Group Profile & Capabilities.... In the News .... A Bit of History .... Learning Center
The Sensors & Electrochemical Devices Group (MPA-11) conducts basic and applied research on electronic and ionic conducting materials, including the development of novel materials characterization approaches. Our research forms a basis for development in device technology and practical application of materials. Click here to view our organizational chart.
Group Profile & Capabilities
Our major projects include research on polymer electrolyte fuel cells and related conducting polymer electrochemical devices, fundamental research on catalysis, electrochemical sensor technology for chemical and biochemical detection, electrochemical applications of high temperature ceramics, acoustic nondestructive testing for chemical and biological agent detection, basic and applied work on organic electronics and electroluminescent polymers, and research on spintronics devices.
We support a suite of capabilities in materials and device development and characterization, including a clean room for device fabrication, which we use extensively in multiple collaborations with industry.
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In the News
names Garzon president
Fernando H. Garzon was recently elected president of the Electrochemical Society for the 2012-2013 term. As ECS celebrates its 110th anniversary and continues to cultivate research related to the sustainability of our planet, Garzon serves as the chief scientist and the principal representative of the society. Having taken office in May, he presides over all meetings of the executive committee, the board of the directors, and the society, while also overseeing the publications. A member of ECS since 1986, Garzon served for three years as senior vice president of the board of directors, which involved scientific coordination, meeting organization, symposium planning, and financial oversight. At Los Alamos National Laboratory, Garzon is the MPA-11 materials chemistry team leader. His current research is focused on polymer fuel cells and high-temperature, proton-conducting electrolytes. A high achiever in the field of energy science and technology, he is co-inventor of an R&D 100 award-winning, high-temperature combustion control sensor and a new class of solid-state gas sensors. He has co-authored more than 100 peer-reviewed scientific publications, with more than 1,500 citations. He also co-authored two Handbook of Fuel Cell chapters, edited the Solid State Ionics Devices Technical Series, and made numerous invited conference presentations. Garzon earned his PhD in materials science and engineering from the University of Pennsylvania. During his postdoctoral appointment at LANL he studied supercapacitor materials under Ian Raistrick, who is now retired. Garzon is the past chairman of the High Temperature Materials Division of Electrochemical Society, is a member of the Materials Research Society, the International Society for Solid State Ionics, and the American Ceramics Society. He also won the 2009 DOE Hydrogen and Fuel Cell Program Award. The Electrochemical Society, www.electrochem.org, is a nonprofit educational organization concerned with a broad range of phenomena relating to electrochemical and solid-state science and technology. It has a membership of 8,000 scientists and engineers in more than 70 countries, publishes journals, and holds international biannual meetings.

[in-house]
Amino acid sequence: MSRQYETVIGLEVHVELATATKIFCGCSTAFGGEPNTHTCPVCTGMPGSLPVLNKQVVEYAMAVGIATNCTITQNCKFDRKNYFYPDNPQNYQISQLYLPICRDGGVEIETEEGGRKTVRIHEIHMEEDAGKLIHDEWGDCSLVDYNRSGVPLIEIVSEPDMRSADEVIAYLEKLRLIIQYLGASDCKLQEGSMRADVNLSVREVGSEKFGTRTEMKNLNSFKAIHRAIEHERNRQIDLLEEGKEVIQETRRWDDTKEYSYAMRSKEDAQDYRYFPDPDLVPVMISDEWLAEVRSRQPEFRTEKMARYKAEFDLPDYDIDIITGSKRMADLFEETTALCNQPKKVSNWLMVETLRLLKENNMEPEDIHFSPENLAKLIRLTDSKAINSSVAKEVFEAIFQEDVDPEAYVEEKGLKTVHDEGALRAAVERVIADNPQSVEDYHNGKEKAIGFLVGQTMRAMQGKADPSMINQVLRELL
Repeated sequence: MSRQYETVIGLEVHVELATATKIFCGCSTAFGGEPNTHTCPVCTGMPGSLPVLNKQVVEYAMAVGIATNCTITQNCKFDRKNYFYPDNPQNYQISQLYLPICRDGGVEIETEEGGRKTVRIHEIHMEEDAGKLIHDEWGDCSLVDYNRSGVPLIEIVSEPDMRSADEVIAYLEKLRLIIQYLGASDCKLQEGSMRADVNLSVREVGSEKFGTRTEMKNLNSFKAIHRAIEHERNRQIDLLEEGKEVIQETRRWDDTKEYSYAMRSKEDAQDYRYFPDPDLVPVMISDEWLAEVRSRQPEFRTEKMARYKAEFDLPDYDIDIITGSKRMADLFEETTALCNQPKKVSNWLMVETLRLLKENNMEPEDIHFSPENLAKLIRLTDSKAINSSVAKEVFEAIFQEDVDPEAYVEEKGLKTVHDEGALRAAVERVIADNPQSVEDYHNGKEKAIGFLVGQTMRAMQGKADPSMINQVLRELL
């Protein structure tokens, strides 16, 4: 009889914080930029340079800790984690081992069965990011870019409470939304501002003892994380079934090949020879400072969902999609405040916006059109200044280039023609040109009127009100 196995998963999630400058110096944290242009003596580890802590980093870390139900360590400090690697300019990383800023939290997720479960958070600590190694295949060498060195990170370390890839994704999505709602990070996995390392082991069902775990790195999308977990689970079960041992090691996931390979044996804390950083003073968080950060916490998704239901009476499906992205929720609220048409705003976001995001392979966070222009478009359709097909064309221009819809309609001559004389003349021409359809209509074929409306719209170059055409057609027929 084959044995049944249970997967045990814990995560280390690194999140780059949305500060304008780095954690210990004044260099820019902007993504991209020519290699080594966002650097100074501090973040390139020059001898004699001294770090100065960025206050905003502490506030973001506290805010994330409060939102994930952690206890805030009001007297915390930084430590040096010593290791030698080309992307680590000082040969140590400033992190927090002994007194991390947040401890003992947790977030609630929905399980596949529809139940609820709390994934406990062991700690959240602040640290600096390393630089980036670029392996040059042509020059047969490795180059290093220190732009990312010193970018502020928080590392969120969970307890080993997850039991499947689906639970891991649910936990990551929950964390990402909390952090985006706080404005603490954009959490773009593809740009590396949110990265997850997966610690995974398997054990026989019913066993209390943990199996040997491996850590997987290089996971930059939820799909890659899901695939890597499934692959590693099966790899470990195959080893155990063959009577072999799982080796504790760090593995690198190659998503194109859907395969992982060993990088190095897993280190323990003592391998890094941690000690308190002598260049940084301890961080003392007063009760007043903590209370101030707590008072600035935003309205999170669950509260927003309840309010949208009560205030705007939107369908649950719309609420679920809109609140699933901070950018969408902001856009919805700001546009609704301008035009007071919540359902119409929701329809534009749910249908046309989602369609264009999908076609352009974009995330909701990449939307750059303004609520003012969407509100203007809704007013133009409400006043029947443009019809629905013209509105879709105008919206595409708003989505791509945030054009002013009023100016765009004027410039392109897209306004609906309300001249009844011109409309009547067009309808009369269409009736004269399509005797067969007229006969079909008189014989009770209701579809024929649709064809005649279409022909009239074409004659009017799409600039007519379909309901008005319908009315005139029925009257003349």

Gang Wu profiled in Materials Matter
A profile of Gang Wu, including his favorite experiment, was featured in the October 2011 Materials Matter.
Graduating Class of the 5th LANL Fuel Cell Short Course
For three days in late July 2010, LANL's Fuel Cell Team hosted 12 scientists and engineers from industry, national labs, government agencies, and universities in the fifth session of our Fuel Cell Short Course. The intensive workshop included classroom lectures, hands-on lab work, and group assignments.
For more MPA-11 News, see In the News Archives
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A Bit of History - LANL and PEM Fuel Cells
It began with a Buick
By Todd Hanson, LANL
October 6, 2005